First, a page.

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Volume 10 No. 22

International Football

Never has a short sentence caused "so much commotion" as Cristiano Ronaldo's "I'm sad," according to MARCA. Few were aware that Ronaldo was "in possession of a bombshell that was just waiting to be dropped." Even Real Madrid President Florentino Pérez and right-hand man José Ángel Sánchez were "totally shocked" when Ronaldo asked to speak to them on Saturday. The Portuguese striker does not feel he has the support of the club, his teammates or the fans. He is disappointed with Real Madrid's "lack of support as a club" in his quest for the UEFA Best Player in Europe Award, and also because of "other small details that other clubs do for their star players, which he does not have" (MARCA, 9/4). ELCONFIDENCIAL's José Félix Díaz reported that Real Madrid "feels betrayed" by Ronaldo. However, the feeling does not come from the player's desire to leave the club, but from "the timing of the communication." After telling Perez he wanted to leave, the President responded, "Why are you telling us this now, with the transfer market already closed and without any possibilities to react?" Madrid can only sell Ronaldo to markets like France and Russia, "which continue to be open" until Thursday, but they cannot buy any players with the Spain transfer window having closed on Friday. Had this occurred seven days prior, "Ronaldo currently would not be a Real Madrid player" (, 9/4).

AT A BREAKING POINT: In London, Mark Ogden wrote that "while it would be simple to suggest that Ronaldo's relationship with Real is now at a breaking point, few in Spain expect him to leave." Madrid has a €1B ($1.3B) buy-out clause inserted into the Portuguese's €10M ($12.6M) annual contract, which does not expire until June '15. With that kind of buy-out clause, even Man City "will not be pursuing Ronaldo" (TELEGRAPH, 9/3). AS' Manu Sainz reported that Ronaldo "sought to calm the situation" as he met up with the Portugal squad ahead of their World Cup Qualifier against Luxembourg. Ronaldo said, "Every problem has a solution" (AS, 9/4). AS' Ricky Romero reported that Barcelona spokesperson Toni Freixa "did not speak about the differences" that Ronaldo has with Real Madrid. Freixa said, "Here in Barcelona everybody is very happy." He added, "If a player wants to talk about his contract we completely understand. We will sit down and talk and there will be no conflict of any type" (AS, 9/4).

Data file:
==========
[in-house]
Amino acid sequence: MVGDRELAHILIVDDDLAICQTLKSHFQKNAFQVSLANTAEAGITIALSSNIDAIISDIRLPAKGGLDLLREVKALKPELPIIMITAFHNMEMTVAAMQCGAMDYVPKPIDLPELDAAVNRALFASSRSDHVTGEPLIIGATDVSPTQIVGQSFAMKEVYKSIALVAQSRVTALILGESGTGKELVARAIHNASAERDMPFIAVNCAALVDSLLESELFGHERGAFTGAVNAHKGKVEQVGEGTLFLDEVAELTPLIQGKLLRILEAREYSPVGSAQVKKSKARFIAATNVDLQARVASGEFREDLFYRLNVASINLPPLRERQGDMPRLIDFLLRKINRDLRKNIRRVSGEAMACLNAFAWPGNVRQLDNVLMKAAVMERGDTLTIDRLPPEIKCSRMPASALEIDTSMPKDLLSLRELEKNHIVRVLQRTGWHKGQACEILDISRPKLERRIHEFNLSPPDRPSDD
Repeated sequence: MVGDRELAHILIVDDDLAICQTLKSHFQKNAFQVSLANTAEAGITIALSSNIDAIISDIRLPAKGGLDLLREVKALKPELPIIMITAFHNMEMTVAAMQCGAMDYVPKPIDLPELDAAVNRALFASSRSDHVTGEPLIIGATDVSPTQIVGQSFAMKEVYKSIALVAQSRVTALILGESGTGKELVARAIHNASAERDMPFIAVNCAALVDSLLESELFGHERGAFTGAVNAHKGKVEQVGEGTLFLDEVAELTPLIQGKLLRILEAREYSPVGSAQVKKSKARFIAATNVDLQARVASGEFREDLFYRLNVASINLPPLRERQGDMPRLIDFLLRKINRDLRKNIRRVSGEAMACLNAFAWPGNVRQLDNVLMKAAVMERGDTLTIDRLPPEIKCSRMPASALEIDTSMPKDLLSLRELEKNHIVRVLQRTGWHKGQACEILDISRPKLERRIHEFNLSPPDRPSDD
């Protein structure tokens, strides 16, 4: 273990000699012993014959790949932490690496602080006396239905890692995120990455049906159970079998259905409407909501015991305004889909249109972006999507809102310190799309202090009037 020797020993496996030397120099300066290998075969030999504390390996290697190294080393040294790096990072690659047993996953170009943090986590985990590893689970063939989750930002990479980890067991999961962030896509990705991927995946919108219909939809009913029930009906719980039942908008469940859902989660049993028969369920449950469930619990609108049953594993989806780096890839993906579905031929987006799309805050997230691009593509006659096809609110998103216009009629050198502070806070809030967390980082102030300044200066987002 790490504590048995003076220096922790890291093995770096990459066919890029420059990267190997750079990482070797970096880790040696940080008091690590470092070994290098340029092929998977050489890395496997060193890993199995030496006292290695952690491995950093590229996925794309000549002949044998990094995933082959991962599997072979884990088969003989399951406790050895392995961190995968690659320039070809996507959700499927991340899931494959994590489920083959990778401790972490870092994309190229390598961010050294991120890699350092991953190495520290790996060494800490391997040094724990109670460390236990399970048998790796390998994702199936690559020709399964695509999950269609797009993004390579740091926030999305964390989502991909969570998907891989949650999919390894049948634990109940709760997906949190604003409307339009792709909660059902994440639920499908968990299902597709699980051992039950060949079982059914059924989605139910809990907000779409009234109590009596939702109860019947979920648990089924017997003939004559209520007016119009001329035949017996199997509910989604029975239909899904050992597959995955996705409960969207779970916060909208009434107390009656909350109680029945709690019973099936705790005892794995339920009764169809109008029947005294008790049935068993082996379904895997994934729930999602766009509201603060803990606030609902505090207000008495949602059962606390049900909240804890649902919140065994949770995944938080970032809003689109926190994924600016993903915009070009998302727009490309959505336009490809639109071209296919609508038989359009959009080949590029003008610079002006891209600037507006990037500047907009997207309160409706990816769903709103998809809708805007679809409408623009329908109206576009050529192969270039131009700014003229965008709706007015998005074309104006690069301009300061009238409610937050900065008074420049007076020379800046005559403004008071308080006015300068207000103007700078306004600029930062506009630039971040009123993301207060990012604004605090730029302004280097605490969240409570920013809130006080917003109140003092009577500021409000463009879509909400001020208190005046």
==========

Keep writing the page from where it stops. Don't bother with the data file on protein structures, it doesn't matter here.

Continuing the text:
ONLINE REACTION: reported that in the past 24 hours the Twitter hashtag #CristianoEstáTristePorque (#CristianoIsSadBecause) is one of the top trending hashtags in Spain. Two of the most popular re-tweeted reasons were @ceGattuso's "The price of hair gel suddenly increased 21%" and @Mr_Mosby's "There are not always mirrors in the tunnels to the locker rooms" (, 9/3). On Tuesday night, Ronaldo posted the following message on Facebook: "That I am feeling sad and have expressed this sadness has created a huge stir. I am accused of wanting more money, but one day it will be shown that this is not the case. At this point, I just want to guarantee to the Real Madrid fans that my motivation, dedication, commitment and desire to win all competitions will not be affected. I have too much respect for myself and for Real Madrid to ever give less to the club than all I am capable of. Abrazos to all madridistas."